Kale v. Chickin

-Submitted by David Drumm (Nal), Guest Blogger

Bo Muller-Moore, a folk artist from Montpelier, Vermont, decided to print up some T-shirts for friends that own a local farm. The slogan that was chosen was “Eat More Kale.” That phrase doesn’t sit too well with Chick-fil-A, whose lawyer claims “is likely to cause confusion of the public and dilutes the distinctiveness of Chick-fil-A’s intellectual property and diminishes its value.”

Muller-Moore prints the “eat more kale” T-shirts in his studio/garage and sells them world wide. As his business grew, he filed an application to trademark the “eat more kale” phrase with the U.S. Patent and Trademark Office. His application is pending.

Muller-Moore has enlisted help of a Montpelier lawyer and the University of New Hampshire School of Law’s Intellectual Property and Transaction Clinic. Professor Oliver Goodenough, of the Vermont Law School, whose expertise includes intellectual property and copyright law, said there was little likelihood consumers would confuse kale with chicken.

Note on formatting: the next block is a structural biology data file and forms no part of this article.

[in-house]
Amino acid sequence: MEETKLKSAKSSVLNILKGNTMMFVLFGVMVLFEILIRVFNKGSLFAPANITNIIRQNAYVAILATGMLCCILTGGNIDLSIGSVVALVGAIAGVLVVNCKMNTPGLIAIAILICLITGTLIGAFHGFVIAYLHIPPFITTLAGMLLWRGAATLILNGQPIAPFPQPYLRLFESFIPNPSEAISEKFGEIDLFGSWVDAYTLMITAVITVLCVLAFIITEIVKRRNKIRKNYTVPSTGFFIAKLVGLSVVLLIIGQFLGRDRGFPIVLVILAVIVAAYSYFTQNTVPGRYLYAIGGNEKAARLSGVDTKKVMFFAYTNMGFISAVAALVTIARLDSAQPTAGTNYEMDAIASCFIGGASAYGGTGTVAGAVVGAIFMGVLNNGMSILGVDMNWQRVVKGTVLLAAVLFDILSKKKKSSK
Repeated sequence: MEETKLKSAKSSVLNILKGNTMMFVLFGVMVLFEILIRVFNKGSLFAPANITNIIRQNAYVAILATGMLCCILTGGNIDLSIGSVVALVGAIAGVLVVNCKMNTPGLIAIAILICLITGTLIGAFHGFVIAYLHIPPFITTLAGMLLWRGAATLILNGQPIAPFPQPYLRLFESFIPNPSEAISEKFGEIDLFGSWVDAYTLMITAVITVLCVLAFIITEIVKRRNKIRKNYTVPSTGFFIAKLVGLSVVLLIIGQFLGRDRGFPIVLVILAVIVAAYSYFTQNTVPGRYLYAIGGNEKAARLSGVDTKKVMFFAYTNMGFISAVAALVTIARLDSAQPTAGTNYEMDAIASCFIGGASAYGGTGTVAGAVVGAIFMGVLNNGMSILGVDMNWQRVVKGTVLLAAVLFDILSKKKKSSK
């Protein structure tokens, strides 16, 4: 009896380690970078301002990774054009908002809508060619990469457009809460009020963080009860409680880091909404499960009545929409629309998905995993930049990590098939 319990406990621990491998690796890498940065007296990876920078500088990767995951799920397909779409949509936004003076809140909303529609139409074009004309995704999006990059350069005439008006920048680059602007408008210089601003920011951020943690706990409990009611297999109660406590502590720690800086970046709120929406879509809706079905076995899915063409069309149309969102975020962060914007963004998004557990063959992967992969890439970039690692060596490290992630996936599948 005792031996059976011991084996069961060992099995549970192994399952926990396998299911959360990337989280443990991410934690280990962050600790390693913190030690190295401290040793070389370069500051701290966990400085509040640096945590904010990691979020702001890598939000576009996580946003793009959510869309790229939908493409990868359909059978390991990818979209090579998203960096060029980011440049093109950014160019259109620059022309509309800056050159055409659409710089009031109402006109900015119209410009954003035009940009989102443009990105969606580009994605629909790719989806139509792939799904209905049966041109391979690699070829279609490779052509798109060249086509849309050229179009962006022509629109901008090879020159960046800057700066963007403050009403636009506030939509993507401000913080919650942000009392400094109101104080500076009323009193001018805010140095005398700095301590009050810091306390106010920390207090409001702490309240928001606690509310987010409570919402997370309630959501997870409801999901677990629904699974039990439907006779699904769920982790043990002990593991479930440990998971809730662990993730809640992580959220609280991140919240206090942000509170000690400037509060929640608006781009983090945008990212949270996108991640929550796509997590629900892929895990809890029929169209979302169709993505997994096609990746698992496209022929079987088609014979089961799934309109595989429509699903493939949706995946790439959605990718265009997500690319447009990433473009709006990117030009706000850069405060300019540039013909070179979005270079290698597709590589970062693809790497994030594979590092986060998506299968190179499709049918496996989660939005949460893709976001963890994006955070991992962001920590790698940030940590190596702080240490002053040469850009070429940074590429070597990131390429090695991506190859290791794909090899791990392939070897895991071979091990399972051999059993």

Although Muller-Moore is determined to fight big chickin, Chick-fil-A, in a cease-and-desist letter, listed 30 examples of others who tried to co-opt the “eat more” phrase and later decided to withdraw. Chick-fil-A is insisting that Muller-Moore stop using the “eat more kale” phrase and turn over his website, eatmorekale.com, to Chick-fil-A.

Apart from the atrocious spelling, I’ve always considered the “eat mor chickin” campaign a little strange. It’s a campaign that promotes the consumption of chicken in general and not Chick-fil-A chicken in particular. Other chicken franchises, such as KFC and Church’s, also benefit from the campaign.

The “eat mor chickin” advertisements were suspended during the mad cow disease scare of late 2003/early 2004.

Muller-Moore’s chickens have come home to roost. Chick-fil-A has company lawyers and plenty of capital to pursue this issue till the cows come home.

H/T: AP, CSM, The Consumerist.

20 thoughts on “Kale v. Chickin”

  1. One is nothing like the other but heck, if they think it is the confusion should be good for thier company. “Eat more Kale”, hey I just saw that on a T-shirt, Ummm makes me hungry for chicken.”